CCE Theses and Dissertations

Date of Award

2021

Document Type

Dissertation

Degree Name

Doctor of Philosophy (PhD)

Department

College of Computing and Engineering

Advisor

Yair Levy

Committee Member

Laurie P. Dringus

Committee Member

Martha M. Snyder

Abstract

Social engineering costs organizations billions of dollars a year. Social engineering exploits the weakest link of information security systems, the people who are using them. Phishing is a form of social engineering in which the perpetrator depends on the victim’s instinctual thinking towards an email designed to create a fear or excitement response. It is well-documented in literature that users continue to click on phishing emails costing them and their employers significant monetary resources and data loss. Training does not appear to mitigate the effects of phishing much; other solutions are necessary to mitigate phishing.

Kahneman introduced the concepts of System One and System Two thinking. System One is a quick, instinctual decision-making process. Examples of System One processes are orienting to a sudden sound or an experienced driver pressing the brake when faced with road danger. In contrast, Kahneman identified the process by which humans use a slow, logical process as System Two. System Two requires attention, is much slower, and is easily disrupted. Examples of System Two are looking for a person with a certain characteristic or checking the validity of a complex logical argument. The key aim of this study was to investigate if requiring the user to pause by presenting a countdown or count-up timer when a possible phishing email is opened will influence the user to enter System Two thinking.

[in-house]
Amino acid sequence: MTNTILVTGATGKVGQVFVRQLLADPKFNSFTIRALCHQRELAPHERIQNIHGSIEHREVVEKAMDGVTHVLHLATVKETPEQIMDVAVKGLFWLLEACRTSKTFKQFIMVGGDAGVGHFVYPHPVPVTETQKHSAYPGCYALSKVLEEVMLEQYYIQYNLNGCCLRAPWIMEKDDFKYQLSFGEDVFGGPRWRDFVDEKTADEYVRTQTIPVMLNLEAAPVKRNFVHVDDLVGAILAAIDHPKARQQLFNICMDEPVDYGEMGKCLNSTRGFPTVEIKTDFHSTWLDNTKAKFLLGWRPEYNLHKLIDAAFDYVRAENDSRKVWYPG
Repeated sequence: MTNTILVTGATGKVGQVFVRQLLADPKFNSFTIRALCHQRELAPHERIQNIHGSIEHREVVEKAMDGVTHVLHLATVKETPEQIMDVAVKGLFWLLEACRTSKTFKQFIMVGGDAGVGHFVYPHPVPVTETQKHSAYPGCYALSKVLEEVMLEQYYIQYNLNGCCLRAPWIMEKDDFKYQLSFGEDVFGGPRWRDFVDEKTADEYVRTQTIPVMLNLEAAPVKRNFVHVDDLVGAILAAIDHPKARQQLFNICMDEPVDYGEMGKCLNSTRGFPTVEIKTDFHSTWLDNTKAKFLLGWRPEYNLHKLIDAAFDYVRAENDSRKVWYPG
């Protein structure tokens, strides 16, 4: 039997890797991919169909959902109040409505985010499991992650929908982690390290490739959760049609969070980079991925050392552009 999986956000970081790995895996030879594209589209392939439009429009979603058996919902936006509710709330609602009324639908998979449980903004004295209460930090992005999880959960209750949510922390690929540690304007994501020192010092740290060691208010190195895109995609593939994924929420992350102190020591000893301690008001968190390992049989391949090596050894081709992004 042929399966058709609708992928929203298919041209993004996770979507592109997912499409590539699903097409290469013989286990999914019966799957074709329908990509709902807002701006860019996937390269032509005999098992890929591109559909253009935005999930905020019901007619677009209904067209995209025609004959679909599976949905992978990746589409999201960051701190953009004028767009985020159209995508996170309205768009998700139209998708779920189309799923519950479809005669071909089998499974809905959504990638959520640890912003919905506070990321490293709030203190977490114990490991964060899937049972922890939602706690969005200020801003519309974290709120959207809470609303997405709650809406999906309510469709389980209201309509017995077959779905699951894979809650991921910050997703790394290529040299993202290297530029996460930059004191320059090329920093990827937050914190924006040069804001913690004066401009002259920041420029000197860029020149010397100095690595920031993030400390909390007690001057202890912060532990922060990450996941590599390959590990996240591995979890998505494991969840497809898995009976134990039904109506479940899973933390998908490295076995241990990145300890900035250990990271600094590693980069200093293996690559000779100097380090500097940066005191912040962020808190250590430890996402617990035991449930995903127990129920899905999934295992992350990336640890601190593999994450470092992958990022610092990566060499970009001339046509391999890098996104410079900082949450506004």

This study designed, developed, and empirically tested a Pause and Think (PAT) mobile app that presented a user with a warning dialog and either a countdown or count-up timer whenever an email with a link was opened. The user was not able to interact with the email until the timer expired. The main goal of this research study was to determine whether requiring e-mail users to pause and wait for a colored warning with a timer when they are presented with a potentially malicious link has any effect on the percentage of falling to phishing attempts. The experimental field study was completed in three phases in which 42 subject matter experts and 107 participants took part. The results indicated that a countdown timer set at three seconds accompanied by red warning text was most effective (p<0.001) on the user’s ability to avoid clicking on a malicious link or attachment. Recommendations for future research include enhancements to the PAT mobile app and investigating what effect the time of day has on susceptibility to phishing.

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